However – and this is crucial – unlike Judas who went out and hanged himself, Peter did not run away. Peter did not give up. Peter was still there with the others to face the risen Christ that night, no matter what further pain and embarrassment that might entail. He surely knew after that first Pascha visit that Jesus would forgive him, but perhaps did the Lord leave him hanging in some way? or perhaps Peter couldn’t yet fully accept it? Christ surely understood that Peter needed time to settle down and deal with his failure. In one of our insightful Sunday Matins hymns, Peter asks himself, “Will I still be an Apostle or will You send me back to my ship and to the sea?”
Peter’s nets don’t break, and his boat doesn’t sink.
Now let’s turn to Saint John’s Gospel, chapter 21. We hear this at Sunday Matins every eleven weeks as part of the cycle of Resurrection Gospels. (I always wish more were present to hear these glorious readings.) This story always sends happy chills up my spine, no matter how often I hear it.
Some time had passed. The disciples had gone back to Galilee where the Lord had promised to meet them again, and had returned to their fishing. They needed to eat, after all. John writes “Simon Peter, Thomas called the Twin, Nathanael, the sons of Zebedee [James and John] and two others of the disciples were together. Simon Peter said to them ‘I am going fishing.’ They said to him ‘We will go with you.’ That night they caught nothing.” Does this already sound familiar?
“When morning had come, Jesus stood on the shore, but the disciples did not know it was Jesus. Jesus said to them ‘Children, have you caught any fish?’ They answered Him, ‘No.’ He said to them, ‘Cast the net on the right side of the boat and you will find some.’ So they cast and now they were not able to draw it in because of the multitude of the fish… That disciple whom Jesus loved * said to Peter, ‘It is Jesus.’ Now when Simon Peter heard that… ”
- John, “the beloved disciple”, who wrote this account
Peter was not slow. He got it immediately: This was how He first called me! He’s calling me again! and – he couldn’t wait – he put on his clothes, jumped into the sea and swam for shore! He’s giving me a new beginning!
“The other disciples came in the little boat, for they were not far from land, only about 100 yards off, dragging the net with the fish. Simon Peter went up and dragged the net to land, full of large fish… and although there were so many the net was not broken.”
So it was the same as three years before: Both times Jesus directed them to a huge catch. But the first time “their nets were breaking” and the boats were sinking. Now, after the Resurrection, “the net was not broken.” And note: the “little boat” did not sink. Now there was new power, new strength for their new task of “catching men”.
“As soon as they had come to land they saw a charcoal fire there and fish laid on it and bread.” The Lord God incarnate, the Conqueror of death and Ruler of the cosmos had fixed a picnic breakfast for them, even lit the fire. Such a lovely picture of His gracious Humanity. “Jesus said to them ‘Come and eat'” – as still He “fixes breakfast” for us every Sunday morning. Still He says:”Take, eat”.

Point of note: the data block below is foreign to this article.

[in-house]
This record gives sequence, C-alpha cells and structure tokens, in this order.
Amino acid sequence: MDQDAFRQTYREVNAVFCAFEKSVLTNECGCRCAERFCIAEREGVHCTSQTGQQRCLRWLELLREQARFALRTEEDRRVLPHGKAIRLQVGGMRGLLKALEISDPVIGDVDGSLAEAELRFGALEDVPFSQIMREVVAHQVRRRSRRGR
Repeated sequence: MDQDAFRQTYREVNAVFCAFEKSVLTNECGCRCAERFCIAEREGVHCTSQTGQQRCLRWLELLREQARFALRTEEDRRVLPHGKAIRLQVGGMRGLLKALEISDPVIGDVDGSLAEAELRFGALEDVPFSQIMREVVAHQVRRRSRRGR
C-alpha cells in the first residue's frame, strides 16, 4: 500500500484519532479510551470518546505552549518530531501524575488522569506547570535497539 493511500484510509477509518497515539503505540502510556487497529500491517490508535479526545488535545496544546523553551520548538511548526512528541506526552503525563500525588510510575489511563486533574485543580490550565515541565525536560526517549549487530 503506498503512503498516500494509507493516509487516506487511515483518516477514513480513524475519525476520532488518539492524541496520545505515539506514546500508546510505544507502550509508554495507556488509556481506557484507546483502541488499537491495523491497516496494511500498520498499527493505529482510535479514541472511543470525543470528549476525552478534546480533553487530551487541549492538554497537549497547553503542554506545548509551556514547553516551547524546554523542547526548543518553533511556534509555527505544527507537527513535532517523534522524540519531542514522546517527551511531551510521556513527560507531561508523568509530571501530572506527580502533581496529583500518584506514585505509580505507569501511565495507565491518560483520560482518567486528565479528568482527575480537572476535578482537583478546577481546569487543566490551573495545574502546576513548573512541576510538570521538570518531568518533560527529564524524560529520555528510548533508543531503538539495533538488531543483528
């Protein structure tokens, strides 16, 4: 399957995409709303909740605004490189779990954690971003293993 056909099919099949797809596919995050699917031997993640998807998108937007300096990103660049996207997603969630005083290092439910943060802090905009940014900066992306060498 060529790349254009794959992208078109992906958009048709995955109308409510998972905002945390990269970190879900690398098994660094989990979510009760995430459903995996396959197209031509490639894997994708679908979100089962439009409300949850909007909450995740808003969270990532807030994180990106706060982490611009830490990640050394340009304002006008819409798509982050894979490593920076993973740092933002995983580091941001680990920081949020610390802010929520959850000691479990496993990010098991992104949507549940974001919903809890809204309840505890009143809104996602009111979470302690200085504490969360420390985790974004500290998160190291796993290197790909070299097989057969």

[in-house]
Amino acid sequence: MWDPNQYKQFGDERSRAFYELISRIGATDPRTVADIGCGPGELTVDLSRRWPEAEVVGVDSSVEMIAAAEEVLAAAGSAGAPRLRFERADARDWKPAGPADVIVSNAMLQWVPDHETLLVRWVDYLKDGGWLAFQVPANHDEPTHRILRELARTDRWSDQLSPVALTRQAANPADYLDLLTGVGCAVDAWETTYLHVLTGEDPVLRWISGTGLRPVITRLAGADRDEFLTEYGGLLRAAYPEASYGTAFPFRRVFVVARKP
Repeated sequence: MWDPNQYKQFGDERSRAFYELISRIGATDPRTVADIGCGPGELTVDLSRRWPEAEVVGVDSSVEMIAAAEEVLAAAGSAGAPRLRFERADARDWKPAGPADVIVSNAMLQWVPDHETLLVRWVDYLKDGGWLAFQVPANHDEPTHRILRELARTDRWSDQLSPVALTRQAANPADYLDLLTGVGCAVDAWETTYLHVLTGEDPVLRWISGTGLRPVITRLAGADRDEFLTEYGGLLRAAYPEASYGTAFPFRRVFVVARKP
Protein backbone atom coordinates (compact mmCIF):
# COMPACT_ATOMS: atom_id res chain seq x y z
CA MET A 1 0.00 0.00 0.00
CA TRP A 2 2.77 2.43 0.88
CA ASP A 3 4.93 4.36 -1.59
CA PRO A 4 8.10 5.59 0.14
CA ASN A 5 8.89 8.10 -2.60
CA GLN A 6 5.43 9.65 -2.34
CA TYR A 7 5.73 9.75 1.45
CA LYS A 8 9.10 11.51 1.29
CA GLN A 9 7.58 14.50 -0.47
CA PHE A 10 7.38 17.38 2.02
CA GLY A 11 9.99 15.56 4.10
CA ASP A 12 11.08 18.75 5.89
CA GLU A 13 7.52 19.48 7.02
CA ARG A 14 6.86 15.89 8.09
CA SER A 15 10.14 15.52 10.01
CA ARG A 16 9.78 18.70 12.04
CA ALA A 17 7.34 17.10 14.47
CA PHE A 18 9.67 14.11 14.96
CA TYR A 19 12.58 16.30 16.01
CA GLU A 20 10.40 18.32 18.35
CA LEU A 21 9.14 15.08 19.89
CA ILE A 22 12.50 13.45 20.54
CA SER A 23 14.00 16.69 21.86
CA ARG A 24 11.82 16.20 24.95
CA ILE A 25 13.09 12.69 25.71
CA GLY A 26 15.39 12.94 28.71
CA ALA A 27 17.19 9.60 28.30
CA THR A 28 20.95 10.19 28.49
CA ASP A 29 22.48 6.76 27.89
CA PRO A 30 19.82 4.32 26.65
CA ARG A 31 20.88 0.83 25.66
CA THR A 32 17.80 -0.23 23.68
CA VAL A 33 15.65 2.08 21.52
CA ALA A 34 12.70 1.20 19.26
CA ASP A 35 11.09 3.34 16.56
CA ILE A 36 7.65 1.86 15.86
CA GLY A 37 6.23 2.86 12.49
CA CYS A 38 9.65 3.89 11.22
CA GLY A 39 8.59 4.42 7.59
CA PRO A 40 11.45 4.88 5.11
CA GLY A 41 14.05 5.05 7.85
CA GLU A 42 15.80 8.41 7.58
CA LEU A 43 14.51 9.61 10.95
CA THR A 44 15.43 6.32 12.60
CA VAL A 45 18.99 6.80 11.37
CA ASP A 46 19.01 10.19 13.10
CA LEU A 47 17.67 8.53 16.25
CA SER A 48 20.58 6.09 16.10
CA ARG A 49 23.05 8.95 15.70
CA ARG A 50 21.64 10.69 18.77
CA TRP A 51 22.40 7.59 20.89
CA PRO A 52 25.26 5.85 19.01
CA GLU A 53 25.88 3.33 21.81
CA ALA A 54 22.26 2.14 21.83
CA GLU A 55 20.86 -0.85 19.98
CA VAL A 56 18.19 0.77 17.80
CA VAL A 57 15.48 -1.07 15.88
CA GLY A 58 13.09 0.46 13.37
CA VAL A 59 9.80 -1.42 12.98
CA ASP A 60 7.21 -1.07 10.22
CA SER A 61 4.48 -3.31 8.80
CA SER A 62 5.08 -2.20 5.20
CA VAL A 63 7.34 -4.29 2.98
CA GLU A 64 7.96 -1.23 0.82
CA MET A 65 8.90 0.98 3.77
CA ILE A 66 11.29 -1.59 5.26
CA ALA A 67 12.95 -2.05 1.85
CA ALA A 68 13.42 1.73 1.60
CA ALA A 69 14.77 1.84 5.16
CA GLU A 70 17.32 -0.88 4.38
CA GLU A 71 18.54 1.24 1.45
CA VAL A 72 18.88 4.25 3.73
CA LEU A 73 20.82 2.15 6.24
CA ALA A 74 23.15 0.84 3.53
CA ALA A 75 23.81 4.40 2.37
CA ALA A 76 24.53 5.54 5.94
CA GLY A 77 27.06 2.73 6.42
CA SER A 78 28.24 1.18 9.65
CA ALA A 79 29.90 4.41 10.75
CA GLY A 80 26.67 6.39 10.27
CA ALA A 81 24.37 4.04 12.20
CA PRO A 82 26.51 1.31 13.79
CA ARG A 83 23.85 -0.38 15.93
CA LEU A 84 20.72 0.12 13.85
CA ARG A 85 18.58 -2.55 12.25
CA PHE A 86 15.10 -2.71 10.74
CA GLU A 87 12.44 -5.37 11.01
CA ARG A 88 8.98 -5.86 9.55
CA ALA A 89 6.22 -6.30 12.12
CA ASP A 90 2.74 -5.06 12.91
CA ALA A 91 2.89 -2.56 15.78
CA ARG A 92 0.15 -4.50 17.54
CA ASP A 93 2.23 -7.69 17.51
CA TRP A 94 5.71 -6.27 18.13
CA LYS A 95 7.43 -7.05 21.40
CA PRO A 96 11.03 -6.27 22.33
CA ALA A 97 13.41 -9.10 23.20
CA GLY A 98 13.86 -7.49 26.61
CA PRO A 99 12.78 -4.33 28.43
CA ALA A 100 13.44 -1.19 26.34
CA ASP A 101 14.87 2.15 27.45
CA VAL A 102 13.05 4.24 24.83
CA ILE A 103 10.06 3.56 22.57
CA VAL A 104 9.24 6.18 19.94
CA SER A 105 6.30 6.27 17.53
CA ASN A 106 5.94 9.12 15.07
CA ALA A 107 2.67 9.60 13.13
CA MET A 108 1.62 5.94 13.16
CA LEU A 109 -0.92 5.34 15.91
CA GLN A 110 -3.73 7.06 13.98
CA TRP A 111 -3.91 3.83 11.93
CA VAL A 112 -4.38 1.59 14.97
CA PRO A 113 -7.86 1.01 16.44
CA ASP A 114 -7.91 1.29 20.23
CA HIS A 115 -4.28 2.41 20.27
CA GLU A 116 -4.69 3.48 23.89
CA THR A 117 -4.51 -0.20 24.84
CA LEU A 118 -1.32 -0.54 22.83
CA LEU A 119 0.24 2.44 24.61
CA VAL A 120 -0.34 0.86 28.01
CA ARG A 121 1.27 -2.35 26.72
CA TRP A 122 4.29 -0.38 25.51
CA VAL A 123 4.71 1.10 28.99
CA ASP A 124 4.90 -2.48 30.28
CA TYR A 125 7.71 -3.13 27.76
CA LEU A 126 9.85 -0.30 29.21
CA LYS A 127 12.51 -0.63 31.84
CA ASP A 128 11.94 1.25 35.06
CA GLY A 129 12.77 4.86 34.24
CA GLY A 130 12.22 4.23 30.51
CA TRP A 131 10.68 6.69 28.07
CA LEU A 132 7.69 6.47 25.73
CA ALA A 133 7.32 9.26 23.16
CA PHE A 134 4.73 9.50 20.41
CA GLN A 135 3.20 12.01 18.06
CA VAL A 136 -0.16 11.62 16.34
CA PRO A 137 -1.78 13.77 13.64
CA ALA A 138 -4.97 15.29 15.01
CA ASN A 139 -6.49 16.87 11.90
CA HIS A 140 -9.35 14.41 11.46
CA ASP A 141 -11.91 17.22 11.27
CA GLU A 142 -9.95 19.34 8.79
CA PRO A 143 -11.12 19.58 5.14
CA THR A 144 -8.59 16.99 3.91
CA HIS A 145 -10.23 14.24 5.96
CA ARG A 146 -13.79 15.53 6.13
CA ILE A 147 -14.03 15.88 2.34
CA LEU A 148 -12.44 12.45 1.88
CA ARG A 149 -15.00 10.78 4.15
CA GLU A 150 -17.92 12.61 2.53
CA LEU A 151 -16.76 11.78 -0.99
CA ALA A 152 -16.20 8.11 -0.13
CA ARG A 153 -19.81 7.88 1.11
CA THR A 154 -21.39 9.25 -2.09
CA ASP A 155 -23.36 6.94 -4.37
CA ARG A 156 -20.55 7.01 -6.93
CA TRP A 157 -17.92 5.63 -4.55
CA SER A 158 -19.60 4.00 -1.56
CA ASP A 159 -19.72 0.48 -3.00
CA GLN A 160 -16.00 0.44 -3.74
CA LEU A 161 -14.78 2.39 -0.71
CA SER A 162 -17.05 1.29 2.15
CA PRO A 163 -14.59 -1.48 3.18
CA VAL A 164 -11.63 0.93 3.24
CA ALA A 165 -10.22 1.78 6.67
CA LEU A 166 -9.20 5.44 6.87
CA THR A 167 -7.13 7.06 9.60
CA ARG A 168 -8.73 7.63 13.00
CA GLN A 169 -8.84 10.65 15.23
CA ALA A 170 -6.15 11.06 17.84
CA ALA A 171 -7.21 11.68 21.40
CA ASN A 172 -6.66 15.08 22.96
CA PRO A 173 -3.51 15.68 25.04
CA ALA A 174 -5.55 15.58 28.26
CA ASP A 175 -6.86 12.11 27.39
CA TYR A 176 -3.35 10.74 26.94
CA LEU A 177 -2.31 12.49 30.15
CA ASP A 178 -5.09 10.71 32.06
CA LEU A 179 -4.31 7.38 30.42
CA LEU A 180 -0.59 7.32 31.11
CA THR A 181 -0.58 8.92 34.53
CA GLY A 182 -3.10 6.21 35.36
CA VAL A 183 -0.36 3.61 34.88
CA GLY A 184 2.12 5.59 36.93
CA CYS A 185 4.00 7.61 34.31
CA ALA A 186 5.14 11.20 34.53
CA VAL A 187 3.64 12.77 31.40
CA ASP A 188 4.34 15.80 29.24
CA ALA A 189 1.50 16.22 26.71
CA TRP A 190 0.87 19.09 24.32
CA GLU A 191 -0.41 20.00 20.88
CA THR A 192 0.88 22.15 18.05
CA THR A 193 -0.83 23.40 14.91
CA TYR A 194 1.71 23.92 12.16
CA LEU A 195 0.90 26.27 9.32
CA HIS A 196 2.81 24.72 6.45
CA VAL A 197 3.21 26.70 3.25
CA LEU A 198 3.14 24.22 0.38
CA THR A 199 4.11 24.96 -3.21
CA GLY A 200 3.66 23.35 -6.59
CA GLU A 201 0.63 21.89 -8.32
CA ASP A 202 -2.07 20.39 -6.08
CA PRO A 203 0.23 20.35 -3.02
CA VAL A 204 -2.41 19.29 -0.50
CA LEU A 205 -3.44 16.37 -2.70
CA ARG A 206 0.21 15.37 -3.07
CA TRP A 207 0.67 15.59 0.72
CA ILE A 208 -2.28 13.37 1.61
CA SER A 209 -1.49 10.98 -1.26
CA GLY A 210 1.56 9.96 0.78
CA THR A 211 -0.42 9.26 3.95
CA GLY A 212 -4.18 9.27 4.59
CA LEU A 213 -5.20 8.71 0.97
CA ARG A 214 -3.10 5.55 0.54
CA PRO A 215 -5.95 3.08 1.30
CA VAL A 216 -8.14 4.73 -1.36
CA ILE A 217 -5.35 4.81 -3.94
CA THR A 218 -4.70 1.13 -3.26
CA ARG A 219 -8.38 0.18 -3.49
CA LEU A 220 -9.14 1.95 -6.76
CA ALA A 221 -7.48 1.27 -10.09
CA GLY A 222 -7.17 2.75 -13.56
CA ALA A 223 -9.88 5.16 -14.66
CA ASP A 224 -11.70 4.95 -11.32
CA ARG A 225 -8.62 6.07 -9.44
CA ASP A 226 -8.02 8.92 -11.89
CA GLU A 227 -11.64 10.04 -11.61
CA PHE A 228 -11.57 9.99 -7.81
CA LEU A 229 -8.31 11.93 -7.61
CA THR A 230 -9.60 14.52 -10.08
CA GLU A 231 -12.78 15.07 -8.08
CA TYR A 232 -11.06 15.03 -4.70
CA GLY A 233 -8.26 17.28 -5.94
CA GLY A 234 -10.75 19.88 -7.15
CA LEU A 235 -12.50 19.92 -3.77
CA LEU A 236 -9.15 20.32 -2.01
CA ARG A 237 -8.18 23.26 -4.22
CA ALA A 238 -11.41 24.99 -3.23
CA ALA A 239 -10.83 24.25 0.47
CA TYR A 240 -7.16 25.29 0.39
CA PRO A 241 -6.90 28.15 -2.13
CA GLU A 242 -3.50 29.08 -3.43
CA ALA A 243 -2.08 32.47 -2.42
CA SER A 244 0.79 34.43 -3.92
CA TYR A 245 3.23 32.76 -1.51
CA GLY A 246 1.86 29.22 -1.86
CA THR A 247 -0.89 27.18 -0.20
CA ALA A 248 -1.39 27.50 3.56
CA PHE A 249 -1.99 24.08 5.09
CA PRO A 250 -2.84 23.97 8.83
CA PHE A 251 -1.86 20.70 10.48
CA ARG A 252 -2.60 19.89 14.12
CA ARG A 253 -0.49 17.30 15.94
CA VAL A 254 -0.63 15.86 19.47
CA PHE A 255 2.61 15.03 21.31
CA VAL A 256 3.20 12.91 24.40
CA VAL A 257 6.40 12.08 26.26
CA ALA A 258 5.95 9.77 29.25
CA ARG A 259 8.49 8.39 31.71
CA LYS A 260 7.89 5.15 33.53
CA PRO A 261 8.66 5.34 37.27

“Then Jesus said to Simon Peter: ‘Simon, son of Jonah, do you love me more than these?’ He said to Him ‘Yes, Lord, you know I love you.’ He said to him, ‘Feed my lambs.’ He said to him a second time, ‘Simon, son of Jonah, do you love me?’ He said to Him, ‘Yes, Lord, you know that I love you.’ He said to him, ‘Tend my sheep.'”
Peter could feel it coming again like a knife toward his heart, but it had to come, he knew it had to come, once for each denial. “He said to him the third time, ‘Simon, son of Jonah, do you love me?’ Peter was grieved because He said to him the third time ‘Do you love me?’ and he said to Him, ‘Lord, you know everything. You know that I love you.'”
Then to Peter’s great joy came the healing balm again: “Jesus said to him a third time, ‘Feed my sheep.'” Peter get back to work. I knew you were a sinner when I called you. I knew you would deny me. I know you are still a sinner. I know everything about you. And it’s alright. Now that you know how great a sinner you are and know my infinitely greater forgiveness, you will go out there and depend on me. (This is what we all need to learn.) Now with the power I give you, you will catch men and your nets will not break, and your ship will not sink. As they have not. Here we are 2000 years later – over 2,000,000,000 Christians, not all visibly part of the Holy Church, the Ship which Christ built on the Faith of Peter, but all believing in the One whom Peter first dared to call “the Christ, the Son of God”.
So Peter fed Christ’s lambs, he tended His sheep. He founded churches throughout the East. He founded the Patriarchate of Antioch, to which I belong. (There is more than one “Apostolic See”.) He and Saint Paul are our patrons. Right And then he went West.
Peter fed Christ’s flock through thick and thin (and there was a lot of “thin”) till finally he was crucified in Rome – tradition says upside down at his own request. He said he was not worthy to die as His Lord had died.
When my wife and I were at Saint Peter’s Basilica in Rome in 1985 we expected to find it like other Western European cathedrals, chiefly showplaces for tourists. But Saint Peter’s, though there were many tourists, was chiefly a holy place. You could feel it. And when I came to the center of the Basilica and looked down onto Saint Peter’s tomb, to my great surprise (for I was not a “crying” man in those days) I began to cry. “Dear Simon Peter, weak Peter, impetuous Peter, unfaithful Peter, faithful Peter, faithful now to the end, blessed Peter, holy Peter, truly you were The Rock.”
“For we did not follow cunningly devised fables when we made known to you the power and coming of our Lord Jesus Christ, but were eyewitnesses of His majesty. For He received from God the Father honor and glory when such a voice came to Him from the most Excellent Glory: ‘This is My beloved Son, in whom I am well pleased.’ And we heard this voice which came from heaven when we were with
Him on the holy mountain. And so we have the prophetic word confirmed, which you do well to heed as a light that shines in a dark place, until the day dawns and the morning star rises in your hearts.” 2 Peter 1:16-19
Next Week: Two October Saints – a Deacon who couldn’t sing, and a Saint who was a fool
Week after next: a definitive and authoritative Amateur Speculation about why Christianity is declining rapidly in America